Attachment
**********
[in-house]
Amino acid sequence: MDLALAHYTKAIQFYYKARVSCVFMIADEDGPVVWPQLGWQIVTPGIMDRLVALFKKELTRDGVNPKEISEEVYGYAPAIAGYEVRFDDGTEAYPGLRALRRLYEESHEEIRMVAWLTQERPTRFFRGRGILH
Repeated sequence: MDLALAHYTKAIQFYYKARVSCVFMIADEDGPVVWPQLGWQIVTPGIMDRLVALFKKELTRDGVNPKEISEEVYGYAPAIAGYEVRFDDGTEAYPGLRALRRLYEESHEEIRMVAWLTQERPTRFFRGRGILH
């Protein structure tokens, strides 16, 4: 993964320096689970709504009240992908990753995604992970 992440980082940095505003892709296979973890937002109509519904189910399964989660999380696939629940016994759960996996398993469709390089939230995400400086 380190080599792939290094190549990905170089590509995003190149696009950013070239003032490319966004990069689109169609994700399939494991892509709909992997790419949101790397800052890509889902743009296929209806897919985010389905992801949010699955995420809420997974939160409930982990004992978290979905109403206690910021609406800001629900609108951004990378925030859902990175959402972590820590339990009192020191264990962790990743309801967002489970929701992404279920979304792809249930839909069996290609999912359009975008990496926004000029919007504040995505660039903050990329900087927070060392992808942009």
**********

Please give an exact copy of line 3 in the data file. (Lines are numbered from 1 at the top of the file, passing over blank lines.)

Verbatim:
Repeated sequence: MDLALAHYTKAIQFYYKARVSCVFMIADEDGPVVWPQLGWQIVTPGIMDRLVALFKKELTRDGVNPKEISEEVYGYAPAIAGYEVRFDDGTEAYPGLRALRRLYEESHEEIRMVAWLTQERPTRFFRGRGILH